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TH Marine loses leg after Humvee blasted by improvised explosive device

TERRE HAUTE — Mike Watson struggled to hold back tears as he spoke Wednesday via telephone about his son, Lance Cpl. Chad M. Watson.


December 06, 2006
By Howard Greninger
The Tribune-Star

Nearly 60 minutes earlier, the 23-year-old Marine from Mt. Zion, Ill., began a third surgery, this time in the National Naval Medical Center in Bethesda, Md.

It’s a journey that began on Nov. 29, when Chad was trapped in a burning Humvee that had been blasted by an improvised explosive device. Chad and the other Marines in the Humvee were on patrol in the Al-Anbar Province of Fallujah, Iraq. He was deployed to Iraq in September out of Terre Haute’s Marine Corps facility on Fruitridge Avenue.

“He knew his right leg was gone immediately. He could see the bone,” his father said. Three other Marines in the vehicle were injured, some suffering broken bones.

A soldier behind Watson helped pull him from the burning Humvee. But, in doing so, Watson’s left ankle and heel were severely damaged.

“Chad never lost consciousness. They said Chad was still instructing other corpsmen on what to do,” his father said. “They had to get him out fast as the 50-caliber rounds were, as they said, cooking off. The heat of the vehicle burning was causing the shells to explode.”

Chad is the son of Mike and Gina Watson of Mt Zion, Ill. His grandparents are Joyce and Jim Watson and Dane and Martha Cox, all of Montezuma. His uncle, Randy Watson, lives in West Terre Haute.

“It has been horrible, but I got a super family,” said Joyce Watson, whose son, Mike, is the father of Chad Watson. “I woke up at 4 a.m. sobbing, but we are dealing with it. We know he is going to make it. We are so happy he is alive.”

Chad is a 2001 graduate of Mt. Zion High School and was quarterback of the football team. He joined the Marine Corps Reserves in 2004 while attending Indiana University on a partial wrestling scholarship.

Mike Watson said his son showed him his wounds for the first time on Wednesday in Bethesda.

“When everybody was gone [from the room], he said, ‘Dad, I got to show this, are you ready for it? This is not going to stop me from doing anything. As, soon as they get me out of here and to Walter Reed [Army Medical Center in Washington, D.C.], we’re going to put [high-tech prosthetics] through the paces.’”

Chad “is coping very well. Mentally and physically, I can’t even imagine where this is coming from, it’s beyond me. I know I couldn’t do it … ,” his father said, pausing and wiping his tears. “But if he can do this, I can do this, too.”

Chad also suffered shrapnel wounds to his face, including his eyelid, and to his right arm.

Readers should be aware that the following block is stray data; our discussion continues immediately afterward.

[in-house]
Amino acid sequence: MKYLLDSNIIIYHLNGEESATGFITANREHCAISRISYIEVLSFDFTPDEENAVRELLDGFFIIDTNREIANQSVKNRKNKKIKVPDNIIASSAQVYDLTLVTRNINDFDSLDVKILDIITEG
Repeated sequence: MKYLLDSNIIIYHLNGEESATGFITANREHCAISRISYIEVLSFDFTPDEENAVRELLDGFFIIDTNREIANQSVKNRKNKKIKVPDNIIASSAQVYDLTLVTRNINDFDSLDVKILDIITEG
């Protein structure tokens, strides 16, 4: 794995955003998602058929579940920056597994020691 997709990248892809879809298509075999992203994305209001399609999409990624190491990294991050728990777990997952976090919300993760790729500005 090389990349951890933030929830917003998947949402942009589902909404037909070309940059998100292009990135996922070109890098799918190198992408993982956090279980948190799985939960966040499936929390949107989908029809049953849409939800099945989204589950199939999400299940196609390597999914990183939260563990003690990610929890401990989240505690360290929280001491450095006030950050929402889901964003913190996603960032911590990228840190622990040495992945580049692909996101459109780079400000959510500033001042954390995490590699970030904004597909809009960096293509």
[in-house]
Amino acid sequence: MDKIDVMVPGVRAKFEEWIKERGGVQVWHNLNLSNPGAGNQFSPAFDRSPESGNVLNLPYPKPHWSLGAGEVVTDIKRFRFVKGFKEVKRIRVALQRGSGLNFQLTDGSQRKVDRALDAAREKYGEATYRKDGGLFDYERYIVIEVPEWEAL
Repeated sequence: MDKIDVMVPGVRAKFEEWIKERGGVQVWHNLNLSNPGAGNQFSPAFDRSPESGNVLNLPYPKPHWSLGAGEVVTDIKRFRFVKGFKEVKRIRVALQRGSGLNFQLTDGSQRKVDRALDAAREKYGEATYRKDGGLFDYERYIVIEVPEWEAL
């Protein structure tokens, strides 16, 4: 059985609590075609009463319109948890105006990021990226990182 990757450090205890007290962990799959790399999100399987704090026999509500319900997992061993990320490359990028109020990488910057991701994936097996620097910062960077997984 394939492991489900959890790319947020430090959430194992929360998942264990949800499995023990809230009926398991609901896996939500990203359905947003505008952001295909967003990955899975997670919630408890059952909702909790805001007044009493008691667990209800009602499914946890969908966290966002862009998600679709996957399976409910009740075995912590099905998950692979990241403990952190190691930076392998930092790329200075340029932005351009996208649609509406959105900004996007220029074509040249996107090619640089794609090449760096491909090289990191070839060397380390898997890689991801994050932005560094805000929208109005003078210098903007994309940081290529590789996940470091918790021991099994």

“His eye is very swollen. They told us his eye will be fine, no vision damage. So he is very, very lucky there,” his father said. “He is so proud of his USMC tattoo on his arm. He has shrapnel above it, below it and on one end. He was joking that at least it didn’t get his tattoo,” his father said.

Mike Watson learned that his son had been injured last week when contacted by 1st Sgt. Troy Euclide.

Euclide said he used experience from an Oct. 15 incident to talk to the Watson family. In October, Sgt. Brock Babb of Evansville and Lance Cpl. Josuha Hines of Casey, Ill., both based out of Terre Haute, were killed. In the same vehicle Lance Cpl. Josh Bleill, from Greenfield, lost both of his legs.

“I had to go smoke some cigarettes and drink some coffee when I got the news about Chad and I am not a smoker,” Euclide said. “It is not a nice thing to do when you have to inform people that their loved one is very seriously injured,” Euclide said.

“I just let the Watson family know what to expect based on what happened to Josh Bleill,” Euclide said. “Chad is a stud and he will be back, probably, running a perfect score of 300 on the physical fitness test, running three miles in 18 minutes or less.”

Mike Watson said Euclide helped him personally deal with his son’s injuries.

“First Sgt. Troy Euclide has nothing but praise for me and my family. The professionalism and courtesy that he … [pausing to gather himself] … showed me was fantastic,” Mike Watson said.

In addition to his parents and a sister, Chad’s girlfriend, Jillian Kinsella, a graduate student at Eastern Illinois University, visited him at Bethesda on Wednesday.

“His girlfriend is a beautiful, athletic girl. She is majoring in cardiac rehab. They are both physical fitness nuts. They are a beautiful couple,” his father said.

“They plan to dance together at some weddings of Jillian’s friends,” Mike Watson said, “and he still wants to run a marathon.”

Chad attended Indiana University for three years and is finishing up his fourth year of college at Eastern Illinois University. He is a semester shy of finishing, studying psychology with an emphasis on criminology, his father said.

The Watson family has a blog at www.chadmwatson.blogspot.com. to allow people to e-mail the family and track Chad Watson’s progress.

Howard Greninger can be reached at (812) 231-4204 or howard.greninger@tribstar.com.